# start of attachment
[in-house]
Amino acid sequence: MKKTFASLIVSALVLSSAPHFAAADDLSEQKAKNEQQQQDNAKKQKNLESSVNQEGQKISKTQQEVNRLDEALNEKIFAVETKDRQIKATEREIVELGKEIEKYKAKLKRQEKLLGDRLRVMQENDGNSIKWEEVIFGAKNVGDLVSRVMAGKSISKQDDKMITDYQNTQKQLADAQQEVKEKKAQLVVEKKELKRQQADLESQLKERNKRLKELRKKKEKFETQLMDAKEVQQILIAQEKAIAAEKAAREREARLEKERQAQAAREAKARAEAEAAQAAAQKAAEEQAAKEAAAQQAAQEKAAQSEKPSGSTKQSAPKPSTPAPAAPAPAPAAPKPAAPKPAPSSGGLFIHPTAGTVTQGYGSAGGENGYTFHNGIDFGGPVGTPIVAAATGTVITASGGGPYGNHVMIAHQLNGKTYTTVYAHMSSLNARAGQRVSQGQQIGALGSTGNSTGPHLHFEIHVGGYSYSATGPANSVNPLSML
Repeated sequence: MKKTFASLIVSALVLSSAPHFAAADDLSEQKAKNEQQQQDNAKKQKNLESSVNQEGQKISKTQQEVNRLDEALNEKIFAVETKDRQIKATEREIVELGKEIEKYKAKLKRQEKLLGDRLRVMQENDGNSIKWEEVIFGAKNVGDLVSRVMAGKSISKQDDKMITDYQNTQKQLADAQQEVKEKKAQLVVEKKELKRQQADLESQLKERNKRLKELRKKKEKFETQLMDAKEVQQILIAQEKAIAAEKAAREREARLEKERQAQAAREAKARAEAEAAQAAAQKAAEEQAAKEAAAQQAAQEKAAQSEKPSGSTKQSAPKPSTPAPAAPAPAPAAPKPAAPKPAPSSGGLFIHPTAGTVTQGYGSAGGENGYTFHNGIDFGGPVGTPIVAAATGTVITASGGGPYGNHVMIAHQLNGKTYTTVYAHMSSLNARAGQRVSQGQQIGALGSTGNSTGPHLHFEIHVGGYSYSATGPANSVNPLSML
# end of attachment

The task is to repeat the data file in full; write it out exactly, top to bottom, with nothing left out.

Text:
[in-house]
Amino acid sequence: MKKTFASLIVSALVLSSAPHFAAADDLSEQKAKNEQQQQDNAKKQKNLESSVNQEGQKISKTQQEVNRLDEALNEKIFAVETKDRQIKATEREIVELGKEIEKYKAKLKRQEKLLGDRLRVMQENDGNSIKWEEVIFGAKNVGDLVSRVMAGKSISKQDDKMITDYQNTQKQLADAQQEVKEKKAQLVVEKKELKRQQADLESQLKERNKRLKELRKKKEKFETQLMDAKEVQQILIAQEKAIAAEKAAREREARLEKERQAQAAREAKARAEAEAAQAAAQKAAEEQAAKEAAAQQAAQEKAAQSEKPSGSTKQSAPKPSTPAPAAPAPAPAAPKPAAPKPAPSSGGLFIHPTAGTVTQGYGSAGGENGYTFHNGIDFGGPVGTPIVAAATGTVITASGGGPYGNHVMIAHQLNGKTYTTVYAHMSSLNARAGQRVSQGQQIGALGSTGNSTGPHLHFEIHVGGYSYSATGPANSVNPLSML
Repeated sequence: MKKTFASLIVSALVLSSAPHFAAADDLSEQKAKNEQQQQDNAKKQKNLESSVNQEGQKISKTQQEVNRLDEALNEKIFAVETKDRQIKATEREIVELGKEIEKYKAKLKRQEKLLGDRLRVMQENDGNSIKWEEVIFGAKNVGDLVSRVMAGKSISKQDDKMITDYQNTQKQLADAQQEVKEKKAQLVVEKKELKRQQADLESQLKERNKRLKELRKKKEKFETQLMDAKEVQQILIAQEKAIAAEKAAREREARLEKERQAQAAREAKARAEAEAAQAAAQKAAEEQAAKEAAAQQAAQEKAAQSEKPSGSTKQSAPKPSTPAPAAPAPAPAAPKPAAPKPAPSSGGLFIHPTAGTVTQGYGSAGGENGYTFHNGIDFGGPVGTPIVAAATGTVITASGGGPYGNHVMIAHQLNGKTYTTVYAHMSSLNARAGQRVSQGQQIGALGSTGNSTGPHLHFEIHVGGYSYSATGPANSVNPLSML